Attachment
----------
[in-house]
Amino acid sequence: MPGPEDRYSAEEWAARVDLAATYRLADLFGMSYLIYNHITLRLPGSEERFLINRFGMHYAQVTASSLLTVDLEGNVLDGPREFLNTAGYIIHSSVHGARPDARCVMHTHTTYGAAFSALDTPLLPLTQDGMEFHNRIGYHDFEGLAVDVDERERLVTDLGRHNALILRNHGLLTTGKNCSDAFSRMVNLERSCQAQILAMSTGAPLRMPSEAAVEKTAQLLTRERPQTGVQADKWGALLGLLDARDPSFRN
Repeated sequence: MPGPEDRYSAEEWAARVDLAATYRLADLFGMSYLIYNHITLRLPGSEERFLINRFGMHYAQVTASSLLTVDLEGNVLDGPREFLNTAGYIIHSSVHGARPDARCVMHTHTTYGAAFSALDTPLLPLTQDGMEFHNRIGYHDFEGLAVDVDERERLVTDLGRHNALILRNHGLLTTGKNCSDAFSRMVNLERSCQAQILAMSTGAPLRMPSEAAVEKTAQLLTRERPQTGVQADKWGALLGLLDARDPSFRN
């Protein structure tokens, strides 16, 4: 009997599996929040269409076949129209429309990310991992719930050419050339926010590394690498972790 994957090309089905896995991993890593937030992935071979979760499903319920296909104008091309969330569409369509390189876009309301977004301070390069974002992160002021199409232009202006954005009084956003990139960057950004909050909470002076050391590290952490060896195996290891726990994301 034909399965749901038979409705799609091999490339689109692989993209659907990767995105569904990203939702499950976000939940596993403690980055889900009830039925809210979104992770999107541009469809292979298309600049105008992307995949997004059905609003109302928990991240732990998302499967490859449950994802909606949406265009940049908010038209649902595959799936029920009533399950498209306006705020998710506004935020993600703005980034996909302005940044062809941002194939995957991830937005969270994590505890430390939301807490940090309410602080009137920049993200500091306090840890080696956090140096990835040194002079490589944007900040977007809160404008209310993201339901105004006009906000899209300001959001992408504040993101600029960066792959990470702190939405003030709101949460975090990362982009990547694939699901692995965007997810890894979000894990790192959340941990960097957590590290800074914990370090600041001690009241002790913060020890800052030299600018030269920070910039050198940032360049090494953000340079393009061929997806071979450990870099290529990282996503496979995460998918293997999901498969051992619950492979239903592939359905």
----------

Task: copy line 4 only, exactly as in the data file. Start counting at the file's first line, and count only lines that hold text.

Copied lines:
């Protein structure tokens, strides 16, 4: 009997599996929040269409076949129209429309990310991992719930050419050339926010590394690498972790 994957090309089905896995991993890593937030992935071979979760499903319920296909104008091309969330569409369509390189876009309301977004301070390069974002992160002021199409232009202006954005009084956003990139960057950004909050909470002076050391590290952490060896195996290891726990994301 034909399965749901038979409705799609091999490339689109692989993209659907990767995105569904990203939702499950976000939940596993403690980055889900009830039925809210979104992770999107541009469809292979298309600049105008992307995949997004059905609003109302928990991240732990998302499967490859449950994802909606949406265009940049908010038209649902595959799936029920009533399950498209306006705020998710506004935020993600703005980034996909302005940044062809941002194939995957991830937005969270994590505890430390939301807490940090309410602080009137920049993200500091306090840890080696956090140096990835040194002079490589944007900040977007809160404008209310993201339901105004006009906000899209300001959001992408504040993101600029960066792959990470702190939405003030709101949460975090990362982009990547694939699901692995965007997810890894979000894990790192959340941990960097957590590290800074914990370090600041001690009241002790913060020890800052030299600018030269920070910039050198940032360049090494953000340079393009061929997806071979450990870099290529990282996503496979995460998918293997999901498969051992619950492979239903592939359905």